Ancient History

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This morning Sammy said “jam is spelled J-A-M!” I told him that he was right and asked how he knew, since no jam jar was in sight. He shrugged his shoulders and returned to his Fruity Fables.

I contemplated how my 4 year old just knew how to spell “jam”, then it occured to me that his name is Sam, and he knows how to spell it. He probably figured out that he could replace the “s” with the “j” and turn Sam into Jam. How proud I was!

Aidan piped up: “Sam and jam rhyme! And so does lamb!”

Then she noted the big difference, much to my surprise, “but the ‘b’ in ‘lamb’ is forced to stay quiet because ‘m’ is a bully…”

“M is a bully?” I asked, rather disappointed that M is so mean.

“Yes, M is a bully when it won’t let B talk,” she said.

Why is M a bully? Was it raised without good parental guidance? Does it have self-esteem issues? Dr. Phil says “hurt people hurt people” There must be much mourning in M’s past. Much malevolence. Many months of mean mothering. Mucho mischief.

And what makes B a target of M’s harrassment? I don’t like blaming the victim, but does the poor fellow play with Barbie? Does his bulbous backside have anything to do with M forcing B into bondage? Poor B cannot speak when the words numb and dumb are uttered–how ironic.

Aidan continued, “And some letters are unfair to others. Like T-I-O-N should be S-H-U-N.”

How dare the letters T-I-O-N gang up together to keep “shun” down, under their thumbs (which, in turn, allows another bullying opportunity for M)! On their own, they are such nice, sweet letters. But get them together and they rule the world! They rig elections! They take endless vacations! They throw splashy celebrations of their power! They incite revolution! They ought to know that when grouped together, they should sound like “tee-eye-on”. But they don’t care. It is a violation of common sense. Maybe if S-H-U-N showed a little gumption, they wouldn’t be in this woeful situation.

The next thing I will hear about is how I comes before E, except after C! Does C have some dirt on I? All C has to do is show up on the scene, and I receives grief. For C to prefer E is her business, I suppose. What I find odd, however, is that when faced with science, C backs off and allows I to get closer. Dr. Phil would chastize C and command consistency.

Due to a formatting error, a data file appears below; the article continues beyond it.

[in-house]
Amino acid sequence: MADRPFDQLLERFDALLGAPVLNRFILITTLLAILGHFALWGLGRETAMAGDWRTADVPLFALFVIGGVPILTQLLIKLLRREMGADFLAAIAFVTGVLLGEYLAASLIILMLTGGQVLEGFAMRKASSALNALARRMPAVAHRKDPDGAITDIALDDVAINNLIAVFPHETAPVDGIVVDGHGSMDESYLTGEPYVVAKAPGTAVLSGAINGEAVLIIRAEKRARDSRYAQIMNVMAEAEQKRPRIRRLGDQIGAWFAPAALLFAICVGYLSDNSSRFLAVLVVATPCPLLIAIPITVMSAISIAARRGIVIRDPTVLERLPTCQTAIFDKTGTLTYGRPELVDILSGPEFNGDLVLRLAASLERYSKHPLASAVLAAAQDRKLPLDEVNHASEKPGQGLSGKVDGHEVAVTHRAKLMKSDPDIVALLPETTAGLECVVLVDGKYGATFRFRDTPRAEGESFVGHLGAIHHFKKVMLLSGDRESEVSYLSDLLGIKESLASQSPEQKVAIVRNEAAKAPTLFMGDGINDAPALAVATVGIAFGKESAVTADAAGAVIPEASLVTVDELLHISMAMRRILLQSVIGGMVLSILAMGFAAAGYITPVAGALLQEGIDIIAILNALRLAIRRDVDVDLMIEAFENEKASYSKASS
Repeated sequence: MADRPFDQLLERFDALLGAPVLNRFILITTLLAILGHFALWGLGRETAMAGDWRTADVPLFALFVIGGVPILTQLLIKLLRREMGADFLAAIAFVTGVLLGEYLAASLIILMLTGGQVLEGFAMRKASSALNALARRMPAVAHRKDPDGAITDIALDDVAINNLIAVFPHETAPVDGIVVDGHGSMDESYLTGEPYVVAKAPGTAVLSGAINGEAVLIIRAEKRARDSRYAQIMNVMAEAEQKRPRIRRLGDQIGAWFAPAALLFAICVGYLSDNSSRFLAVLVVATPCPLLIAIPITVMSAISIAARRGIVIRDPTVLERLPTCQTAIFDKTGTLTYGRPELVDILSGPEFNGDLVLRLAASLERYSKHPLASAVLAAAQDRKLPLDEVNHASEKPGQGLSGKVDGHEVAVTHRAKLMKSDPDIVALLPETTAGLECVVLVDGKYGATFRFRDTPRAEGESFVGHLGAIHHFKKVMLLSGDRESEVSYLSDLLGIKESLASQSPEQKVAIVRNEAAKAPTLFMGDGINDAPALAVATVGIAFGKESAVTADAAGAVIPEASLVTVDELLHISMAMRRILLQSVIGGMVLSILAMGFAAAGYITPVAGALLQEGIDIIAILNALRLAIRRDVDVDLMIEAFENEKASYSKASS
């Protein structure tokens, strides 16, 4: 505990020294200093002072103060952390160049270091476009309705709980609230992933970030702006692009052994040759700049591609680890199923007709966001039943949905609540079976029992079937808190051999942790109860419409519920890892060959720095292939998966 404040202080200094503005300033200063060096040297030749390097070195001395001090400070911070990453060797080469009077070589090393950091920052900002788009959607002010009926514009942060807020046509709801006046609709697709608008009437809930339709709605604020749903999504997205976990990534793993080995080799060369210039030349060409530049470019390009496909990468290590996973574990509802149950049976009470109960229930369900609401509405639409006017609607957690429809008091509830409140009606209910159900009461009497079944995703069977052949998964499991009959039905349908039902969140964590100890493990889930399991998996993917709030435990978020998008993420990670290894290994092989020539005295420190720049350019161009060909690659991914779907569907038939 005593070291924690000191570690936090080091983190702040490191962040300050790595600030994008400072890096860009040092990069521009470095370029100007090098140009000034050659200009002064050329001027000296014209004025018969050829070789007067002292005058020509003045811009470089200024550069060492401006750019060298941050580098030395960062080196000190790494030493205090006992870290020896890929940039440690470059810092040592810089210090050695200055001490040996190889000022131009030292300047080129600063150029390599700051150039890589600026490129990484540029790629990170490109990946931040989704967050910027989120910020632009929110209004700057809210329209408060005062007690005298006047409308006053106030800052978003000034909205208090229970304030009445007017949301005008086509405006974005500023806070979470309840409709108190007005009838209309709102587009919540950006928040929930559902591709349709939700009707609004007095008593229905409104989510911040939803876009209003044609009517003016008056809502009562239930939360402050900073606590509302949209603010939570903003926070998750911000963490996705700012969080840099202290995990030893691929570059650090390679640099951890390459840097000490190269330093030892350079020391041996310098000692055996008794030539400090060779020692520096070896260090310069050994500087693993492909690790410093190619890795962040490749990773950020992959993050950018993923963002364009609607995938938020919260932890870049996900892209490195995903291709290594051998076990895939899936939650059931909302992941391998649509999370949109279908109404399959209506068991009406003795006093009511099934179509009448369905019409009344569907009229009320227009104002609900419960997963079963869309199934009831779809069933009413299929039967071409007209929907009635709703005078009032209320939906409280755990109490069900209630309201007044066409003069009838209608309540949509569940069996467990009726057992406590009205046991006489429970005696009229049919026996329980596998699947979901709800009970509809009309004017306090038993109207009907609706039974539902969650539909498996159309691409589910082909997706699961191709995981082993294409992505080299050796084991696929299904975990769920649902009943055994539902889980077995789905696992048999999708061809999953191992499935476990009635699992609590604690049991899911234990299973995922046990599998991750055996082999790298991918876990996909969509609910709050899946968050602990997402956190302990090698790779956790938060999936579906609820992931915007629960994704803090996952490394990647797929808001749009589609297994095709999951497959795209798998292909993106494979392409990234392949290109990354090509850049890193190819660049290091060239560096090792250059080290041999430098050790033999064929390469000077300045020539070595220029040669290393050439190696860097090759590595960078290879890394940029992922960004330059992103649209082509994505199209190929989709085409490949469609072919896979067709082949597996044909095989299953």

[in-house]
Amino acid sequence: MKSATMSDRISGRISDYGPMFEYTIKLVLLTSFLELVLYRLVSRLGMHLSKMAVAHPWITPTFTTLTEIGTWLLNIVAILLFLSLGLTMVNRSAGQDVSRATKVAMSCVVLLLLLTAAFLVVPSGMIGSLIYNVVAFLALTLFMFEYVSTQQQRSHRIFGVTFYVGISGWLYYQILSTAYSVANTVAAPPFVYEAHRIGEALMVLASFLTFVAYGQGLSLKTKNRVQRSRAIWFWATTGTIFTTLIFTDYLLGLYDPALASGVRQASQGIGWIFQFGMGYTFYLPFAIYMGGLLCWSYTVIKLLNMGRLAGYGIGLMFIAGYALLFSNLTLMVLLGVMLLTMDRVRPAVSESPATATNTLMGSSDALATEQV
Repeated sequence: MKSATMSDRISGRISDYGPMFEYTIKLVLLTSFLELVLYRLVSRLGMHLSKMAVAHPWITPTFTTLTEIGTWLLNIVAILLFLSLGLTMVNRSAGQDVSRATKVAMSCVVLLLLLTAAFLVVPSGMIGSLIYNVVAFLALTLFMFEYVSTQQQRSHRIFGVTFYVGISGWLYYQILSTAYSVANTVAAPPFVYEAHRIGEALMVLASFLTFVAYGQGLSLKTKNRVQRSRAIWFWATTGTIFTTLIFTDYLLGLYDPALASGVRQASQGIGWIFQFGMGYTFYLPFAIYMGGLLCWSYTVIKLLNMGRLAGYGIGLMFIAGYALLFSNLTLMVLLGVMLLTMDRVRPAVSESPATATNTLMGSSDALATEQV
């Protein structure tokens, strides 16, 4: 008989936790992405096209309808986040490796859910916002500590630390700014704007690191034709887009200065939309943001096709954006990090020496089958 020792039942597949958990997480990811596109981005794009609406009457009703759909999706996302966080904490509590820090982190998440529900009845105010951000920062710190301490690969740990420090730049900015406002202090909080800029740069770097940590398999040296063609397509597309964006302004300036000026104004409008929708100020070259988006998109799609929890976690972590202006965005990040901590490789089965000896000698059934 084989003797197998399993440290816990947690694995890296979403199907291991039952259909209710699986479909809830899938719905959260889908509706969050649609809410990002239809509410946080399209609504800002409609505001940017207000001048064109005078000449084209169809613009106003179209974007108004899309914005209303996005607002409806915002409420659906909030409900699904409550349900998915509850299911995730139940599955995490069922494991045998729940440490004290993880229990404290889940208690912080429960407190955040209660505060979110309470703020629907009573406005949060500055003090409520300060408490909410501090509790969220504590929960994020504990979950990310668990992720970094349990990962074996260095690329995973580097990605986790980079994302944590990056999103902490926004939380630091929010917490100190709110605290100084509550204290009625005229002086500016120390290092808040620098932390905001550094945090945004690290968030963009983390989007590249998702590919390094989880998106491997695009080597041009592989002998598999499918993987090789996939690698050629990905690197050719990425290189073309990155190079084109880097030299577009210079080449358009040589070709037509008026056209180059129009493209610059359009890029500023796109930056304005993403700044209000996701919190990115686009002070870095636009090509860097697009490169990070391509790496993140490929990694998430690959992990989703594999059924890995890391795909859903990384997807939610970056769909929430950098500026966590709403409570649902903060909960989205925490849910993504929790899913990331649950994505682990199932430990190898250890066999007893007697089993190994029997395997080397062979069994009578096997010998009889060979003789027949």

Who invented this language, anyway?

Originally posted on November 30th, 2004. Reposting inspired by frustrating attempts to explain spelling rules to Sam, now a second-grader.

10 comments to English

  • That is funny–I taught my kids (both my own and when I was teaching) that capital letters are mommies so they get to walk in front when they are with the baby letters, and that e is mean and pinches if there is only one letter between it and the other but if there are two it can;t reach (and it is REALLY quiet when it is pinching so it doesn’t get in trouble). Also, when vowels get pinched they say their names. y kids get all kinds of emotional stuff out of this explaining poor e’s behavior especially when it stands beside tall letters like t and they rationalize that the others are pinching back –like in ear when the e speaks and the a doesn’t. Our letters have some seriosu relationship issues going on. 🙂

  • Oh, that is terribly funny, I love it.

  • Shayne

    LOL, I love it!

  • Oh my gosh you are SO clever!

    There’s a whole new realm to be explored with the whole “silent e” thing, wherein he has to shut up but gets his back by forcing another vowel to make an entirely different sound.

    Who knew letters led such sordid lives? There ought to be a soap opera!

  • edj

    LOL. Too fun. This year, I’m TRYING to teach my 3, who have only gone to French school, how to spell in English. These are some exciting times.

  • This reminds me of how I explain place value to my kids: After the ninth baby, there was no more beds in the one’s house, so the tenth kid had to find a bed in the attic of the tens’ house…

  • LOL! When I taught 1st graders, I used to tell them that E was bossy and made the vowels say their names but then didn’t say anything himself.

    Ah, the English language and its inconsistencies and strange rules!

  • Why is it that spelling rules are so weird lol You must see our Afrikaans rules…goodness – to explain THAT to a young child!

  • I just love this. And, in spite of it’s quirks, I love this language. Thanks for brightening my day with this re-post.


  • You rock. That was just what I needed to read. Makes me wanna go back to work tomorrow and teach!!

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